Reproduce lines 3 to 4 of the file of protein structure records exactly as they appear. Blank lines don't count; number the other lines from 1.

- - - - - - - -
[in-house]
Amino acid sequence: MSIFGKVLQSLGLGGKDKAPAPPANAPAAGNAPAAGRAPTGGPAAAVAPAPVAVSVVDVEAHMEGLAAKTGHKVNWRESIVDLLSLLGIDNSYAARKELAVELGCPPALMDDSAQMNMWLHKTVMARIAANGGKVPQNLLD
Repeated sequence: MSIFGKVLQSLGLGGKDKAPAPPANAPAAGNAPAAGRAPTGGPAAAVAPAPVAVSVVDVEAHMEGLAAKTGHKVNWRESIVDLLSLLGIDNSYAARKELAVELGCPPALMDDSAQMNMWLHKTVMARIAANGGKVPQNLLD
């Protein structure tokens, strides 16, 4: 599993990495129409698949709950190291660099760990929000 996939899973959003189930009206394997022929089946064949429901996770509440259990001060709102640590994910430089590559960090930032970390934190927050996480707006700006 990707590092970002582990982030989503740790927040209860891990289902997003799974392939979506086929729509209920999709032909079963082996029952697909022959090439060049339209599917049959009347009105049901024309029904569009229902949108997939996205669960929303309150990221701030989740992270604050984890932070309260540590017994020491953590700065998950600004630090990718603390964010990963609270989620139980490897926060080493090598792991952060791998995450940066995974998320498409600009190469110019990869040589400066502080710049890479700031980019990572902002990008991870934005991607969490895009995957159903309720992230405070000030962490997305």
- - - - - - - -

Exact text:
Repeated sequence: MSIFGKVLQSLGLGGKDKAPAPPANAPAAGNAPAAGRAPTGGPAAAVAPAPVAVSVVDVEAHMEGLAAKTGHKVNWRESIVDLLSLLGIDNSYAARKELAVELGCPPALMDDSAQMNMWLHKTVMARIAANGGKVPQNLLD
């Protein structure tokens, strides 16, 4: 599993990495129409698949709950190291660099760990929000 996939899973959003189930009206394997022929089946064949429901996770509440259990001060709102640590994910430089590559960090930032970390934190927050996480707006700006 990707590092970002582990982030989503740790927040209860891990289902997003799974392939979506086929729509209920999709032909079963082996029952697909022959090439060049339209599917049959009347009105049901024309029904569009229902949108997939996205669960929303309150990221701030989740992270604050984890932070309260540590017994020491953590700065998950600004630090990718603390964010990963609270989620139980490897926060080493090598792991952060791998995450940066995974998320498409600009190469110019990869040589400066502080710049890479700031980019990572902002990008991870934005991607969490895009995957159903309720992230405070000030962490997305």